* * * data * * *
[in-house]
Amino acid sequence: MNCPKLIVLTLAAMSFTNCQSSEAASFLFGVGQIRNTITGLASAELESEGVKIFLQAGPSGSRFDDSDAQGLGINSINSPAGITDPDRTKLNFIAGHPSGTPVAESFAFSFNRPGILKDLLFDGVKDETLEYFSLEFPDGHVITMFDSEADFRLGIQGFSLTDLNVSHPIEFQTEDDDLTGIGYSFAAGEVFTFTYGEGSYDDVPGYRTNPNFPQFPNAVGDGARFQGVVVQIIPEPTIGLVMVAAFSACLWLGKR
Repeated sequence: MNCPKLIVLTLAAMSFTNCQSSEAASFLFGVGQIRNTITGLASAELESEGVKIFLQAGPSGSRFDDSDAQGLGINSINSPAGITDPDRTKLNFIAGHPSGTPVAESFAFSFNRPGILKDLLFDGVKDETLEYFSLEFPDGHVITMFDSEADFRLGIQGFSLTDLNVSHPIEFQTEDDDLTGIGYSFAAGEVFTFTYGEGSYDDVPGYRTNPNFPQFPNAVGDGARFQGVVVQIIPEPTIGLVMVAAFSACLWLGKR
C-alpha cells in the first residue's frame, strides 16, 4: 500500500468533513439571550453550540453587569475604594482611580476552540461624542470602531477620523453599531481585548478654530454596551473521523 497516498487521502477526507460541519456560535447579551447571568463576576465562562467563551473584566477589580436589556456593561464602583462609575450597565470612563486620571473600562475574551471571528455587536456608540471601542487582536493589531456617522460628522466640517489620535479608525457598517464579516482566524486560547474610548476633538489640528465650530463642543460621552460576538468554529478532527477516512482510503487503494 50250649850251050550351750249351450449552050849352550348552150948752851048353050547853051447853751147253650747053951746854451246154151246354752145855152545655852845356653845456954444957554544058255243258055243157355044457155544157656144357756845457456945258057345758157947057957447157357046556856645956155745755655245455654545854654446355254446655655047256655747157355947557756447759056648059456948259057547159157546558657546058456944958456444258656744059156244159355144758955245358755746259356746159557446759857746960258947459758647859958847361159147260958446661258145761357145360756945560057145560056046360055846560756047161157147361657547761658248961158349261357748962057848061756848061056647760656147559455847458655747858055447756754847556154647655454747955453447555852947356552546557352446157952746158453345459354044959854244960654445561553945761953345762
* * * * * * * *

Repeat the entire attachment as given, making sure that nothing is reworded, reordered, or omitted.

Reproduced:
[in-house]
Amino acid sequence: MNCPKLIVLTLAAMSFTNCQSSEAASFLFGVGQIRNTITGLASAELESEGVKIFLQAGPSGSRFDDSDAQGLGINSINSPAGITDPDRTKLNFIAGHPSGTPVAESFAFSFNRPGILKDLLFDGVKDETLEYFSLEFPDGHVITMFDSEADFRLGIQGFSLTDLNVSHPIEFQTEDDDLTGIGYSFAAGEVFTFTYGEGSYDDVPGYRTNPNFPQFPNAVGDGARFQGVVVQIIPEPTIGLVMVAAFSACLWLGKR
Repeated sequence: MNCPKLIVLTLAAMSFTNCQSSEAASFLFGVGQIRNTITGLASAELESEGVKIFLQAGPSGSRFDDSDAQGLGINSINSPAGITDPDRTKLNFIAGHPSGTPVAESFAFSFNRPGILKDLLFDGVKDETLEYFSLEFPDGHVITMFDSEADFRLGIQGFSLTDLNVSHPIEFQTEDDDLTGIGYSFAAGEVFTFTYGEGSYDDVPGYRTNPNFPQFPNAVGDGARFQGVVVQIIPEPTIGLVMVAAFSACLWLGKR
C-alpha cells in the first residue's frame, strides 16, 4: 500500500468533513439571550453550540453587569475604594482611580476552540461624542470602531477620523453599531481585548478654530454596551473521523 497516498487521502477526507460541519456560535447579551447571568463576576465562562467563551473584566477589580436589556456593561464602583462609575450597565470612563486620571473600562475574551471571528455587536456608540471601542487582536493589531456617522460628522466640517489620535479608525457598517464579516482566524486560547474610548476633538489640528465650530463642543460621552460576538468554529478532527477516512482510503487503494 50250649850251050550351750249351450449552050849352550348552150948752851048353050547853051447853751147253650747053951746854451246154151246354752145855152545655852845356653845456954444957554544058255243258055243157355044457155544157656144357756845457456945258057345758157947057957447157357046556856645956155745755655245455654545854654446355254446655655047256655747157355947557756447759056648059456948259057547159157546558657546058456944958456444258656744059156244159355144758955245358755746259356746159557446759857746960258947459758647859958847361159147260958446661258145761357145360756945560057145560056046360055846560756047161157147361657547761658248961158349261357748962057848061756848061056647760656147559455847458655747858055447756754847556154647655454747955453447555852947356552546557352446157952746158453345459354044959854244960654445561553945761953345762